by Bill Lindblad
THE DAIN CURSE by Dashiell Hammett (1929)
Call it antihorror.
This is a mystery story involving, among other things, multiple gruesome murders, a ghost, a cult, and a supernatural curse. Under any normal circumstance, a pulp author would have played up those aspects in an effort to lend an air of weird menace to the story. In Hammett's hands, however, the trappings are wasted. The detective in charge of the case does not believe in the supernatural, and it comes across as authoritative even through casual conversation. Even at a point where the detective, attempting to brawl with the ghost and failing, questions his own skepticism the reader is never encouraged to do so because of the way the story is written.
This is not merely a case of horror tropes being poorly handled. It is a situation where those tropes are handled perfectly for a story that is not intended to be horror. Dashiell Hammett's Continental Op serves as the progenitor for Joe Friday on Dragnet while simultaneously channeling Hercule Poirot. He is all business, while simultaneously capable of brilliant and intuitive deductions.
The story is cohesive and reasonable, while still managing to surprise the reader at many turns. It remains in print after more than eighty years, despite some of the conversations and grammatical choices aging poorly, because of how brilliantly constructed the mystery is. It is amazing that something so expertly crafted, steeped in the supernatural and death, could bypass any and all emotions of horror. But it does.
As a horror novel: one star out of five
As a non-horror novel: five stars out of five
SKULL-FACE by Robert E. Howard (1978)
Skull-Face and Others is one of the legendary titles of Arkham House, but the 1978 Berkley edition of Skull-face is the first book to assemble the various related Howard "evil mastermind" works together.
The book begins with an introduction by Richard Lupoff, providing a background on not merely Skull-Face but also the various related stories. He explains the similarity in tone between these stories and the Fu Manchu stories of Sax Rohmer. He also provides an explanation for the connections between the novellas in the book and is the author who completed the final work in the collection, Taverel Manor.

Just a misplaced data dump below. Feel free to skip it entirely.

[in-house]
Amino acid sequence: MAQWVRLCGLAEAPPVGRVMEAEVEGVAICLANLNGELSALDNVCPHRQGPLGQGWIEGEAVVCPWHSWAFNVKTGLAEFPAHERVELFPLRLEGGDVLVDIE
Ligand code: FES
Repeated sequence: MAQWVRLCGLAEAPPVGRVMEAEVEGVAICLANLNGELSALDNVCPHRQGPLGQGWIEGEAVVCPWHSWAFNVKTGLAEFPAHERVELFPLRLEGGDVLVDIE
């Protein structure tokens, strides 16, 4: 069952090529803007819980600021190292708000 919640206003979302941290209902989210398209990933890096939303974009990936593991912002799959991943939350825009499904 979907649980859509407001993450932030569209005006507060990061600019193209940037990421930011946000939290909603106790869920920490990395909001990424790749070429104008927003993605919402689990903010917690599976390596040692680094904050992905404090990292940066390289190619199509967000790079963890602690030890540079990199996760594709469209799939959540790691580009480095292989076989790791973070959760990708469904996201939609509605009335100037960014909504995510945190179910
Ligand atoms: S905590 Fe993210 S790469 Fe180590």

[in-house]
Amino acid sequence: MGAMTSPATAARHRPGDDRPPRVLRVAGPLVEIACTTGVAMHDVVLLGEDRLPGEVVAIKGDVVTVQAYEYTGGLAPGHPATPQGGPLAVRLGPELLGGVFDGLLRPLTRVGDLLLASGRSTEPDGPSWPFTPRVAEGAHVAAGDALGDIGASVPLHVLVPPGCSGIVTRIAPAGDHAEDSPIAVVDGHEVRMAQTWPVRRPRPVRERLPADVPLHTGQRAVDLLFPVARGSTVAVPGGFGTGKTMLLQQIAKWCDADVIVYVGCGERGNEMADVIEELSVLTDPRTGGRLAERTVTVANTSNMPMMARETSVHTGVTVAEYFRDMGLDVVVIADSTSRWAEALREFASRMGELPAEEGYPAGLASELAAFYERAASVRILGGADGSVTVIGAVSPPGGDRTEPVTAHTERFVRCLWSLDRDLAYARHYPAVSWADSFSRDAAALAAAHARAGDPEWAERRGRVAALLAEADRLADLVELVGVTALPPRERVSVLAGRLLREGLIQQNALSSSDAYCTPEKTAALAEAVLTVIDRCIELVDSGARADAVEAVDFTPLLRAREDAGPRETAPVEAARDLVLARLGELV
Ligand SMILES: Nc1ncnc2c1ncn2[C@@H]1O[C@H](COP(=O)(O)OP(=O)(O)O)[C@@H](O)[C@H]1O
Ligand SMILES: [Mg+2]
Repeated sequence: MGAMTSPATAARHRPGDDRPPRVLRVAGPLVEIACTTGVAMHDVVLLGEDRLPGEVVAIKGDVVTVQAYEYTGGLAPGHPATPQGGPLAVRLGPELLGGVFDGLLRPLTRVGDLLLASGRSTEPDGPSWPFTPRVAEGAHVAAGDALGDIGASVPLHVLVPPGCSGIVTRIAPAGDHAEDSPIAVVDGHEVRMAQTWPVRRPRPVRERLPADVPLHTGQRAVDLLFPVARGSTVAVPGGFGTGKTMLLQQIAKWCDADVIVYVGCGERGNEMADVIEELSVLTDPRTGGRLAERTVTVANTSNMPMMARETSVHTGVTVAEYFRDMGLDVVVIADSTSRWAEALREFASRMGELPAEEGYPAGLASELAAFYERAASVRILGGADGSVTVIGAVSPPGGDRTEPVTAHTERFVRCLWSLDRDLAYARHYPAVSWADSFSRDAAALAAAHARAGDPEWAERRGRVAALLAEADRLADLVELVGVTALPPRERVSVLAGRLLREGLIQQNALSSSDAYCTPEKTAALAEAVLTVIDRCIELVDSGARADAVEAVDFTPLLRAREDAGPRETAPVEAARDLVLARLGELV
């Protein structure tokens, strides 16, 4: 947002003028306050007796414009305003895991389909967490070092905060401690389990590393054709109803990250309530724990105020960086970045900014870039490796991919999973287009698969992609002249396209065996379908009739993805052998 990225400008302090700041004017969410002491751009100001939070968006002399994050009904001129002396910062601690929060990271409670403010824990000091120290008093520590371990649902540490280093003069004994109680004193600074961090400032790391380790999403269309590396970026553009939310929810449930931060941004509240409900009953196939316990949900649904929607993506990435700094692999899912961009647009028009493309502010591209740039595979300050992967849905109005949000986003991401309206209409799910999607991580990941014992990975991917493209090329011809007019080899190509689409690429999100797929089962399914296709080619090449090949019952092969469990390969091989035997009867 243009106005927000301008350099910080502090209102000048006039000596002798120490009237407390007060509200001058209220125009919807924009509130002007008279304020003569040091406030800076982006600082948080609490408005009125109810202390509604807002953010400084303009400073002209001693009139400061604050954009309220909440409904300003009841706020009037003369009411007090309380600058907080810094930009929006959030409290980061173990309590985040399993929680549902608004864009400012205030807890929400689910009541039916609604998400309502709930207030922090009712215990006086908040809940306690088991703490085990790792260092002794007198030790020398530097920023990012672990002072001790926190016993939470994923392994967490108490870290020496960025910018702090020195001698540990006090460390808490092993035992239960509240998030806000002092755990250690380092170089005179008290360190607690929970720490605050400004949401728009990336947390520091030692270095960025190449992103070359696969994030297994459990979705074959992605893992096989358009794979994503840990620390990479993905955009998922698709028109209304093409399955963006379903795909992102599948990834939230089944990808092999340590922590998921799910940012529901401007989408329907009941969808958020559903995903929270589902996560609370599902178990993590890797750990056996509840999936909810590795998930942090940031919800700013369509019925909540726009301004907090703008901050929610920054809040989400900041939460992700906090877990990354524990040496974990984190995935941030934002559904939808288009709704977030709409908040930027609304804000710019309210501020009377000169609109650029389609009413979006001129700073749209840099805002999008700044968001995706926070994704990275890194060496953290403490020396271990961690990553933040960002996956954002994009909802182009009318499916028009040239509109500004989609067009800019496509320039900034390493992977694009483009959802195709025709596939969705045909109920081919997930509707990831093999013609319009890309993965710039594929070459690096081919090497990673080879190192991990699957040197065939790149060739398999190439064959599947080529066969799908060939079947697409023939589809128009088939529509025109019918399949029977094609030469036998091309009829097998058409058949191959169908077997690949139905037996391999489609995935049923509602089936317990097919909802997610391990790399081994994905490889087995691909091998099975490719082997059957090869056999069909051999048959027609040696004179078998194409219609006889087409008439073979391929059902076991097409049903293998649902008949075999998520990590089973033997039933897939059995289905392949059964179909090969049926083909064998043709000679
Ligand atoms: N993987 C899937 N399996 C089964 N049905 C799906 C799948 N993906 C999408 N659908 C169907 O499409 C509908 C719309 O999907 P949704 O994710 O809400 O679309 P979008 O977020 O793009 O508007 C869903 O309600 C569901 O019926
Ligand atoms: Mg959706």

Scholarly introduction aside, the book contains four short novels by Robert E. Howard. They provide his entries into the mad genius subgenre of pulp fiction, although they maintained their distinctive Howard flair even as he emulated the successful formula honed by the Fu Manchu stories.
Howard was unwilling to relegate his protagonists to the role of throwaway hero. While most Rohmer clones made their leads into everyman and focused on the villain, Howard makes his characters distinctive. A hero may be abnormally strong, for example, or be crossed by an unusually gifted woman. The stories aren't as groundbreaking as Rohmer's, but they're a dozen times better than most other imitators.
Four stars out of five.
SPAWN OF THE WINDS by Brian Lumley (1978)
Brian Lumley has been roundly criticized in some circles for deviating far astray from Lovecraft's source material when writing his Mythos fiction. This is for a good reason; Lumley's Mythos work bears more resemblance to action thrillers than it does classic Lovecraftean stories.
Personally, I don't see the problem. Yes, much of the effect of incomprehensible horror is lost when the Mythos gods (here reduced to a simple acronym, like the KGB... the CCD, Cthulhu Cycle Dieties) are presented as anti-humanity monsters instead of creatures whose motivations and views are beyond our understanding. But the stories themselves are consistently strong supernatural thrillers.
Lumley's protagonists are action heroes of the best sort. They're strong, they're intelligent, but they're not infallible and they can be emotionally vulnerable. The women in the stories are usually equally strong. These are not the tense academics of traditional Lovecraftean lore, nor are they Doc Savage, but by incorporating the Mythos so heavily they have resulted in disappointment and vilification from those who demand fealty to the established story principles in their Lovecraftean work. They don't need the same storylines, or so they claim; but if someone is going to lay claim to the beings of Lovecraft he should work to ensure that the beings his action heroes encounter are representative of the cosmic horrors and not watered down versions who work within the traditional human understanding of good and evil.
I appreciate that argument. I also appreciate the best action-fantasy treatment of the Mythos since Conan killed a shoggoth. These are entertaining books with both horror and fantasy elements, and this one, Spawn of the Winds, may be the most blatant example of both sides of the argument. It could be summed up as: "A rough-and-tumble adventurer from Earth fights Ithaqua, the Wind Walker - with only a barbarian princess and her army to help!"
It delivers on what you'd want from such a book, and if that is a warning or promise depends entirely upon your point of view.
Four stars out of five